• Closing the circle: a road trip through northern Iceland

A few months ago I wrote a first post about my visit to Iceland, and promised to tell you more about it in a second article.

If you had a look at the places shown in that first article, I’m sure you’d agree with me those places alone would suffice to make anyone want to go to Iceland.

The second part of this 10-day tour took us through northern Iceland, still following Road 1 (the “Ring Road”) back to our starting point in Reykjavik. This meant straying from the coast, at least partially, to see a few more of Iceland’s highlights.

Fjord landscape in northern Iceland

Iceland is deceptively small, and, unless you go for a two-week trip or longer, you’ll probably spend a long time in the car just to see the highlights. The fact that you’ll want to stop every 10 kilometers or so to capture some stunning landscape doesn’t help either.

(All photos are © Fernando Cortés-Cabanillas. Please contact me if you’d like to use them).

A solitary stretch of road in Iceland

Seen from a distance, Detifoss waterfall seems impressive, but maybe not spectacular. You can hear the rumble from several hundred meters away, though, and that is an instant clue as to the sheer power of this waterfall.

Detifoss waterfalls from a distance

With 44 meters of height, and an unbelievable peak flow of almost 500 cubic meters per second in the summer, Detifoss is best experienced up close.

Detifoss waterfalls, east side

A slippery path on the east side will take you to the very edge of the waterfall, where the roar of the sediment-laden water stream has an almost hypnotic nature to it.

Detifoss waterfalls and rainbow

In Iceland you’re never too far from lava (solidified or not), sulphuric gases, steam or pools of boiling mud or water. The volcanic Krafla and the adjoining geothermal Hverir areas have it all: craters, lava fields, volcanic lakes, boiling mudpools, fumaroles… If there ever was a natural theme-park for geology buffs, this has to be it; although the same can be said of the whole of Iceland itself.

Undulating hills in the Kafla area, Iceland

Walking around this area, I often felt on a different planet, surrounded by barren, petrified lava expanses, steam and pungent sulphuric gases and yellow-ochre hills. Only the view of other visitors in the distance brought me back to Earth.

Lava fields in Kafla

Lava field landscape, Kafla

Hill covered in sulphuric sediment, Hverir area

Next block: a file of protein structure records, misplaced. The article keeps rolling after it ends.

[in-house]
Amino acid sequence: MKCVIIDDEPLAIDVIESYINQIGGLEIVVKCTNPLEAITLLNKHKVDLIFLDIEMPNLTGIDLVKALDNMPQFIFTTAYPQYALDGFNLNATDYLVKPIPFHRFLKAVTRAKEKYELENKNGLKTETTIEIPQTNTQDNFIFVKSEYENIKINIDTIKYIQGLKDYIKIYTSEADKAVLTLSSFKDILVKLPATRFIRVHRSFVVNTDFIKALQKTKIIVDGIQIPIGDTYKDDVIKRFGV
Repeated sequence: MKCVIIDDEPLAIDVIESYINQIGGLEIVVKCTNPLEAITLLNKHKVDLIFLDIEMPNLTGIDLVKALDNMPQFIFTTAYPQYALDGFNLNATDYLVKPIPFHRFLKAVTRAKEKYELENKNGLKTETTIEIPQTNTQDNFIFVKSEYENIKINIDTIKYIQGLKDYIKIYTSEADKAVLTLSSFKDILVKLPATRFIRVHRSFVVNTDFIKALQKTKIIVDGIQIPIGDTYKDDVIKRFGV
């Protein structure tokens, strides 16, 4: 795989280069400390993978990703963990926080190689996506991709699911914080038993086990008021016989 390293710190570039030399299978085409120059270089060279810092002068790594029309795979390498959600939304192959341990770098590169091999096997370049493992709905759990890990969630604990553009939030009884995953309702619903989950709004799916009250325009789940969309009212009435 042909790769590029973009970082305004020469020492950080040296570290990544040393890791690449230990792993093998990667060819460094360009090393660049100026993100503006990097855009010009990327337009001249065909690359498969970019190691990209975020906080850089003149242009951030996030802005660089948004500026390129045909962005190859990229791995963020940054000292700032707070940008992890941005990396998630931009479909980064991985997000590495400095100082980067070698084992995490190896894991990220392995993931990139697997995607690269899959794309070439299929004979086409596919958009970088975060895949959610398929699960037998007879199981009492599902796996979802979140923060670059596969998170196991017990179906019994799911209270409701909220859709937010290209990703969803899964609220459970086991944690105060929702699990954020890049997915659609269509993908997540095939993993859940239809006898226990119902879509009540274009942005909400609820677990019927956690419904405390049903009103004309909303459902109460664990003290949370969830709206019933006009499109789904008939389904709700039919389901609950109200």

Boiling mudpool, Hverir

The gentle landscapes around Myvatn were also one of the highlights of the trip. The green, undulating hills and pseudo craters surrounding the lake looked like straight out of a children’s tale in the warm light of sunset. Another thing I liked is that we encountered very few tourists, as in most parts of Iceland. I don’t know if this has changed much over the years, but I’d be surprised if it ever turns into a mass tourism destination, since it remains a rather expensive one.

Dark pseudo crater

Pseudo craters in Lake Myvatn, Iceland

Godafoss was probably the least impressive of all the waterfalls I saw in Iceland. That’s not to say it lacks some beauty, but I felt it paled in comparison to the others.

Godafoss waterfall

Thinking back on this trip (it was a few years ago), I still wonder why we didn’t go whale-watching in Husavik, a well-known spot for this activity. I can only put it down to our lack of time, since we had pre-booked our accommodation for the whole trip and had to reach our next stop every night. Or maybe it was due to my skepticism, based on two prior whale-watching trips that were a total failure.

Husavik church with mountain backdrop

Another area we would have loved to have the time to explore was the northwest, with its beautiful fjords. That meant straying from Road 1, though, and we were already on a very tight schedule to reach Reykjavik.

Sunny fjord landscape, northern Iceland

Undulating dirt road in cloudy landscape

In the capital, we just had a half day before our flight, sadly. It was enough for us to enjoy the architecture (like the impressive Hallgrímskirkja church below), as well as this city’s rather unique vibe. Definitely one to revisit.

Hallgrímskirkja church, Reykjavik, Iceland

Window detail, Reykjavik

Why I think you should go to Iceland

Taking this together with my previous post about Iceland, it seems mindboggling to me that you can see such diverse and imposing landscapes without straying too much from one single road. Even more astonishing is to know that in our 10-day trip we barely scratched the surface of what Iceland has to offer.

It’s not just that visiting in a different season (maybe late autumn or early spring) would provide a whole new different perspective on these same landscapes. It’s also that, for those who have the luxury of visiting for longer than we did, or visiting Iceland several times, there is a seemingly endless supply of stunning spots waiting to be enjoyed and photographed. Just grab a book at a store, or run a Google search for more photographs, and you will see what I mean.

This is why I would love to go back to Iceland some day; and this is why I definitely recommend you put Iceland at the very top of your list if you haven’t been there yet.

What do you think? Let me know in the comments!

1 Comment

  1. I find it interesting when you talked about the beautiful fjords which are in the northwest of the country. I hope to know more about these fjords, so I might look for geology books regarding Iceland as a gift for myself this month. It has always been my interest to visit that country, but I am still saving up for it. So it would be great to read books about it for now.

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